Photo: Stefan Ruiz

Jose Disla Xtravaganza
Family Since 1984 (and Hector’s biological cousin)

Ballroom is woven into the fabric of our lives, but it’s not the sole reason why we exist. We all have regular lives outside of ballroom but the house is our support system. These days, there’s more acceptance and laws to protect us, but when we first started, we didn’t have anything. Some of us were kicked out at an adolescent age. We needed that family. The ball is the place where we let out hair down and exhibited our artistic talents, but the core is what we have with each other. Within our house, there is always a shoulder to cry on. You can feel the unity and love among us.

Photo: Stefan Ruiz

Manuel Xtravaganza
Family Since 2009

When I came out at 15, being an Xtravaganza was my goal! It was the house that everyone wanted to be in. I was a teenage runaway, I survived on the streets, and learned the hard way, but through the support of the house, I went back to school. After eight years, I received my master’s degree in nursing becoming an Advanced Practice Nurse, Family Nurse Practitioner, and Pediatric Nurse Practitioner. I aim to give back by helping people and serving as a role model for gay teenagers. I aim to give kids that little push that can change their lives for the better.

Photo: Stefan Ruiz

Angelin Xtravaganza
Family Since 2007

When I was 15, I dressed in drag for Halloween. My best friend saw my potential and told me I needed to meet the House of Xtravaganza. I was like “what’s that?” I didn’t know where I was coming from or going to then. It’s one thing to be rejected from general society and another thing to be rejected from your own people. The Xtravaganzas took me in and taught me the ways of life. They helped me develop the confidence to start my transition and become who I am today. They even gave me my name, Angie. I’m named after the founder of the house.

Photo: Stefan Ruiz

Sonia Xtravaganza
Family Since 1991

Coming from a broken home and a place of abandonment allowed me to form lifelong bonds with people who shared the same experience. The House of Xtravaganza has given me a valuable lesson on tenacity. They always advised me to allow my effeminate child to express themself. If a child gets the support and nurturing from their mother, chances are they will not grow up loathing themselves because they’re different. My ball walking days are long gone, but when I walked my categories were Women’s Face and Best-Dressed Woman. All titles I received were between 1992 and 1995.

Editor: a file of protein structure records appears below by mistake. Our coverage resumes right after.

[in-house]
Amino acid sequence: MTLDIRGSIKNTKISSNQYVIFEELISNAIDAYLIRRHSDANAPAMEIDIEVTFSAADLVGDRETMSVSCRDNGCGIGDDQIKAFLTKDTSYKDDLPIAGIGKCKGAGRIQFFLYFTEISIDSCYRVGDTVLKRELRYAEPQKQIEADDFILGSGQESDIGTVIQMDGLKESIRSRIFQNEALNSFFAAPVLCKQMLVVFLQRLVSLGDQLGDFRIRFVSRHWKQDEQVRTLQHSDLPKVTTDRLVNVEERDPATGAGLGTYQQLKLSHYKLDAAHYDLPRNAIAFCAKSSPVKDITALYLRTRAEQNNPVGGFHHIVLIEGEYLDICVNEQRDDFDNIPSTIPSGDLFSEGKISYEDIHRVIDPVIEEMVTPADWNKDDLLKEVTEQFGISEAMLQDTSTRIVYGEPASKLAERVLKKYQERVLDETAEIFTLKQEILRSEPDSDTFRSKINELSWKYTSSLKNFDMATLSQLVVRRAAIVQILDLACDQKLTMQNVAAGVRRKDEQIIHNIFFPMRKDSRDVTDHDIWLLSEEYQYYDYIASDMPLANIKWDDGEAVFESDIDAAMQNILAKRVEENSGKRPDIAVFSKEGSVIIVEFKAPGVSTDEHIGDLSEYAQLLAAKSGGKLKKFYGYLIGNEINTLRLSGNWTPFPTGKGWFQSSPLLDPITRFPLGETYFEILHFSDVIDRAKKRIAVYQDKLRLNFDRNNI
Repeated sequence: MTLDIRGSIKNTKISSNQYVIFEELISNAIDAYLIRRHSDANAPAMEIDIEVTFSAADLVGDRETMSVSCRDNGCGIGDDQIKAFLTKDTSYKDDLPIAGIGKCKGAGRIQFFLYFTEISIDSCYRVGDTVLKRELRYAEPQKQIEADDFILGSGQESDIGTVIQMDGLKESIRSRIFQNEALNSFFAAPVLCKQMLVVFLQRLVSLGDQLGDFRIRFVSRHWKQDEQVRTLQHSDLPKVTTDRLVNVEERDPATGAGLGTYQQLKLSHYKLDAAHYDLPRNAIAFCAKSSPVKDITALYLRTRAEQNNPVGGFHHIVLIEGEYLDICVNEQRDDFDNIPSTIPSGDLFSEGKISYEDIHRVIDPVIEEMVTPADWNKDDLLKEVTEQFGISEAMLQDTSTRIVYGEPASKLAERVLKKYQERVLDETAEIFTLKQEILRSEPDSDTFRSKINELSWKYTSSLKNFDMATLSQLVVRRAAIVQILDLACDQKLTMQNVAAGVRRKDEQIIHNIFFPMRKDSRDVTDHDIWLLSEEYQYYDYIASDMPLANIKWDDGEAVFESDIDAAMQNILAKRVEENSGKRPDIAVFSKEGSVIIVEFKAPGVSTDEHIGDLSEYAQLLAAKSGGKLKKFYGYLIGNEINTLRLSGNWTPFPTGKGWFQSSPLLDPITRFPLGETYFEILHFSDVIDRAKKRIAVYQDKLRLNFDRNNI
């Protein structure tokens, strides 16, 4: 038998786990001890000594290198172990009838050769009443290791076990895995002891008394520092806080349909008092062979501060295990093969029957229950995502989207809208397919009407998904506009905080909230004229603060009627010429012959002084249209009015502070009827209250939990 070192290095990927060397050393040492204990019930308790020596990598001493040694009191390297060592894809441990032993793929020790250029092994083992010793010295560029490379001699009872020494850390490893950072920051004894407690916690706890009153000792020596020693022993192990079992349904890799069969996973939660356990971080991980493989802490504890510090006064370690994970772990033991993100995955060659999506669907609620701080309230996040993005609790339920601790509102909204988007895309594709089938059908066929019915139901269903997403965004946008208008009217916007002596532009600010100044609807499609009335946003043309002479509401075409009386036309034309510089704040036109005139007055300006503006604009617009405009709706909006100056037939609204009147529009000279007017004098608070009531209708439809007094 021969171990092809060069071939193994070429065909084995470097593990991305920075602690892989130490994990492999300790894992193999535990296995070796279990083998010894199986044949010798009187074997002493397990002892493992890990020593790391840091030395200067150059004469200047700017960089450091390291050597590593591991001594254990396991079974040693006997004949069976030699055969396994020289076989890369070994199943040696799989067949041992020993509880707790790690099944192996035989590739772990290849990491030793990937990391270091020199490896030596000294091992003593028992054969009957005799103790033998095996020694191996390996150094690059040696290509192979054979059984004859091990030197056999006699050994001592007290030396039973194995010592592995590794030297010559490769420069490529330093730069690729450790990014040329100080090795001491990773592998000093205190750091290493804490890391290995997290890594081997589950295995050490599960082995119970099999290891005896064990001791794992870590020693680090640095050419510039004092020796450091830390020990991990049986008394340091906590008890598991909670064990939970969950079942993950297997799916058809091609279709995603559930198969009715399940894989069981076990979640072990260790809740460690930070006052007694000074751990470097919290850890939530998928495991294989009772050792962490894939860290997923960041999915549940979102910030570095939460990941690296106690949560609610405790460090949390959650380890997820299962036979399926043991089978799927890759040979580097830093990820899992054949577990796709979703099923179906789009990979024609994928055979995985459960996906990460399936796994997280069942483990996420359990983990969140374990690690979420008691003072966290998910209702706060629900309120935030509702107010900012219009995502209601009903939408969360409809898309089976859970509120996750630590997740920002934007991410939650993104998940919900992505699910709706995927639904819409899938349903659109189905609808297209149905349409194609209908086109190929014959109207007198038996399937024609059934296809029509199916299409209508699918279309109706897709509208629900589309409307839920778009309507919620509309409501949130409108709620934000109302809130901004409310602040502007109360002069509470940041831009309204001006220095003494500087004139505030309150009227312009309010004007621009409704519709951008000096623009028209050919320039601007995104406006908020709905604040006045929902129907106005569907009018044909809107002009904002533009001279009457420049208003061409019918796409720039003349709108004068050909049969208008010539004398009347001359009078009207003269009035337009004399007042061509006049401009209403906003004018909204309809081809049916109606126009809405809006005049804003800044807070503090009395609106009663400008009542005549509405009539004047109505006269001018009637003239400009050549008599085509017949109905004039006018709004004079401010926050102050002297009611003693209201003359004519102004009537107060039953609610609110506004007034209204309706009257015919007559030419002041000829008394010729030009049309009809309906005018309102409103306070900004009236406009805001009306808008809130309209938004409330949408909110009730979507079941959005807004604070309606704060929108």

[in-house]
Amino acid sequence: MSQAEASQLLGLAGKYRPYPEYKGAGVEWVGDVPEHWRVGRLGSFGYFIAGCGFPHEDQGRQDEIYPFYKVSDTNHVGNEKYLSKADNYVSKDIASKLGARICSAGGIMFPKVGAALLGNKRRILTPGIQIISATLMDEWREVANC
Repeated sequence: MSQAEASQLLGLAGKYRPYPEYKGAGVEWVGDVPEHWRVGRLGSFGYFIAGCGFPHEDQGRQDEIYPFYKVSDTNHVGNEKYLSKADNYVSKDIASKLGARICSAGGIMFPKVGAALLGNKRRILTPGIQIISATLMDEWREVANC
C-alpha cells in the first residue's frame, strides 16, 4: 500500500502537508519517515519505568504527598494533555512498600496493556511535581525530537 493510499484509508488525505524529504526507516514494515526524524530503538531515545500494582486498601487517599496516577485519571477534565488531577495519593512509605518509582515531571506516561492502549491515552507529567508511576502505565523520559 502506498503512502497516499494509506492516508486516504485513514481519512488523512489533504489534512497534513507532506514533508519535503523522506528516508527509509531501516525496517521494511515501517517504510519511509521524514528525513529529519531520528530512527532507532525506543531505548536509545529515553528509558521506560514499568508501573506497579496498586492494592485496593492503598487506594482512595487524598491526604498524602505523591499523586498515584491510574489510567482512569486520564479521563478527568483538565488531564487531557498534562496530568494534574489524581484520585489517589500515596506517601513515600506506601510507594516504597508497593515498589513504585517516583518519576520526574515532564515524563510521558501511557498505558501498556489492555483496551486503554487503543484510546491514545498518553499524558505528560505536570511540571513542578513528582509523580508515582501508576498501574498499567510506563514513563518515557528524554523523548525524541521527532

Photo: Stefan Ruiz

Jungi Xtravaganza
Family Since 2007

Grandfather Hector Xtravaganza asked me to join the house when we were presenters at the Pill Awards, which honor artists in the LGBTQ community. Both my parents passed away by the time I was 20 and I had to raise my sister without them, so the idea of belonging to a larger family again meant the world to me. These days I’m less into the ballroom scene and all about my acting career, but I make it a point to come out to the balls when I can. I’m always at family events, Christmas parties, and summer picnics. My definition of family is love.

Photo: Stefan Ruiz

Chula/Exclusiva Xtravaganza
Family Since 1997

When I joined, I was living with my mom while attending high school. Luckily, I come from a very accepting family, but I had no guidance when it came to the “gay scene” — that’s why I became an Xtravaganza. Now, after completing most of my life goals, I’m finally ready to settle down and get married. (Hopefully sooner than later!) In my opinion, Xtravaganza House values are loyalty, respect, and attendance. Being in the house, I’ve learned how to take on challenges, how to practice wellness, and how to cope with my emotions.

Photo: Stefan Ruiz

Monica Monroe Xtravaganza
Family Since 1988

The house has been a part of my life since I was 14 years old. They taught me that unity and respect go a long way and that anything’s possible if you put your mind to it. Over the years, I have won the grand prize at the Pepper LaBeija Ball, grand prize at the House of Revlon Ball, and grand prize at the House of Latex Ball. I was also honored at the tenth annual Ballroom Awards Ball, that’s where I received my legendary icon status, and more recently, I was awarded the Paris Dupree Award for lifetime achievement in the ballroom community.

Photo: Stefan Ruiz

Nomi Xtravaganza
Family Since 2000

When I first joined, I was introverted and shy. I had left my parents’ home a few years before to live life on my own. I didn’t know what to think at first, but I’m glad I call the House of Xtravaganza my family today. We are there for each other through joy and adversity. I’ve developed close bonds with members and the advice I have received has impacted my life forever. I started off in New York City as a dancer and bartender. Today I work for a children’s entertainment and licensing company and I have been with my boyfriend for three years.

Photo: Stefan Ruiz

Karl Xtravaganza
House Archivist and Social and On-line Manager, Family Since 1987

As a gay white man, I am a bit outside of who stereotypically comes to mind when thinking of house demographics. My first ball I was captivated by the creativity, closeness, pride, and drive of the House of Xtravaganza members. We shared an immediate rapport so becoming a member was organic.

I try to share my experience navigating life’s challenges to support my family — offering encouragement, a sympathetic ear, or a swift kick in the behind. Ten years ago I assumed responsibility for documenting the history of the house and today I manage our online and social-media presence. Occasionally I’ll still get on a runway and walk a ball.

Photo: Stefan Ruiz

José Gutiérrez Xtravaganza
Current Father of the House, Family Since 1986

Today I’m the father of the house, but at one one point, I was the youngest member. The Xtravaganzas taught me: loyalty, love, support and that family is forever — if it’s blood or not doesn’t matter. Life is good today considering all the curves it’s thrown my way. My work situation is a blessing. I still do what I love and that’s teaching dance. As far as ballroom titles, I’ve won too many through the years to list. I don’t compete much anymore, but still I have always known that I would remain a part of this family forever.

Photo: Stefan Ruiz

Grandfather Hector Xtravaganza
Founding Member, Family Since 1982

The universe sends you your family. They are sent to us. We don’t pick them. We just love and nurture them. Although, it goes both ways, the children nurture us as well, just because we are elders doesn’t mean we can’t learn from the young.

This portrait was commissioned by Aperture magazine as part of a portfolio shot by Stefan Ruiz for its winter issue, and to celebrate its fall gala on October 30.

*A version of this article appears in the October 29, 2018, issue of New York Magazine. Subscribe Now!

From Paris Is Burning to Pose: House of Xtravaganza at 35